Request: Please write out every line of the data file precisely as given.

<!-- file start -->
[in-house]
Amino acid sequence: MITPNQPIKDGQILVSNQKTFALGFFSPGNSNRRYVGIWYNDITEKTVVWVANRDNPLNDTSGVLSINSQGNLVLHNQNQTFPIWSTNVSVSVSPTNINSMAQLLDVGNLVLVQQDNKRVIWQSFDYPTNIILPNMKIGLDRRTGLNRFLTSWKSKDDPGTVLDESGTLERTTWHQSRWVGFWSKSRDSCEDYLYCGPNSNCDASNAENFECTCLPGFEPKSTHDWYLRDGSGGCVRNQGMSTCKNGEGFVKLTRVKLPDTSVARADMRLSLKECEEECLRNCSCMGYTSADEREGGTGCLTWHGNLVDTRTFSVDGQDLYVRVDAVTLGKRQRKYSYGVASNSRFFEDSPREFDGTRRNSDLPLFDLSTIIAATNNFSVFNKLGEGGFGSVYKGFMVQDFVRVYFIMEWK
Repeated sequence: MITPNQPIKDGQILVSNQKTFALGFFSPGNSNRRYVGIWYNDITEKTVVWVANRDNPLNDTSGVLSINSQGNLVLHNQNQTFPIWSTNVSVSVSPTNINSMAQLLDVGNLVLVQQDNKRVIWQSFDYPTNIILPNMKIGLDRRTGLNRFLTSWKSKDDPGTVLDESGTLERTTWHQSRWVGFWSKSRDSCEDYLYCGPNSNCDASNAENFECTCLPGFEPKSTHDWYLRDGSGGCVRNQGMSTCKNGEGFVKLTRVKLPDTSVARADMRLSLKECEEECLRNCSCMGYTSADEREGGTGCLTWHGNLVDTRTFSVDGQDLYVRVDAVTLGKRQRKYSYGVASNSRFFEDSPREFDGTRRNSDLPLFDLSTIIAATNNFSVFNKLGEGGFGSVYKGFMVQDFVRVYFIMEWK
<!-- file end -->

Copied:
[in-house]
Amino acid sequence: MITPNQPIKDGQILVSNQKTFALGFFSPGNSNRRYVGIWYNDITEKTVVWVANRDNPLNDTSGVLSINSQGNLVLHNQNQTFPIWSTNVSVSVSPTNINSMAQLLDVGNLVLVQQDNKRVIWQSFDYPTNIILPNMKIGLDRRTGLNRFLTSWKSKDDPGTVLDESGTLERTTWHQSRWVGFWSKSRDSCEDYLYCGPNSNCDASNAENFECTCLPGFEPKSTHDWYLRDGSGGCVRNQGMSTCKNGEGFVKLTRVKLPDTSVARADMRLSLKECEEECLRNCSCMGYTSADEREGGTGCLTWHGNLVDTRTFSVDGQDLYVRVDAVTLGKRQRKYSYGVASNSRFFEDSPREFDGTRRNSDLPLFDLSTIIAATNNFSVFNKLGEGGFGSVYKGFMVQDFVRVYFIMEWK
Repeated sequence: MITPNQPIKDGQILVSNQKTFALGFFSPGNSNRRYVGIWYNDITEKTVVWVANRDNPLNDTSGVLSINSQGNLVLHNQNQTFPIWSTNVSVSVSPTNINSMAQLLDVGNLVLVQQDNKRVIWQSFDYPTNIILPNMKIGLDRRTGLNRFLTSWKSKDDPGTVLDESGTLERTTWHQSRWVGFWSKSRDSCEDYLYCGPNSNCDASNAENFECTCLPGFEPKSTHDWYLRDGSGGCVRNQGMSTCKNGEGFVKLTRVKLPDTSVARADMRLSLKECEEECLRNCSCMGYTSADEREGGTGCLTWHGNLVDTRTFSVDGQDLYVRVDAVTLGKRQRKYSYGVASNSRFFEDSPREFDGTRRNSDLPLFDLSTIIAATNNFSVFNKLGEGGFGSVYKGFMVQDFVRVYFIMEWK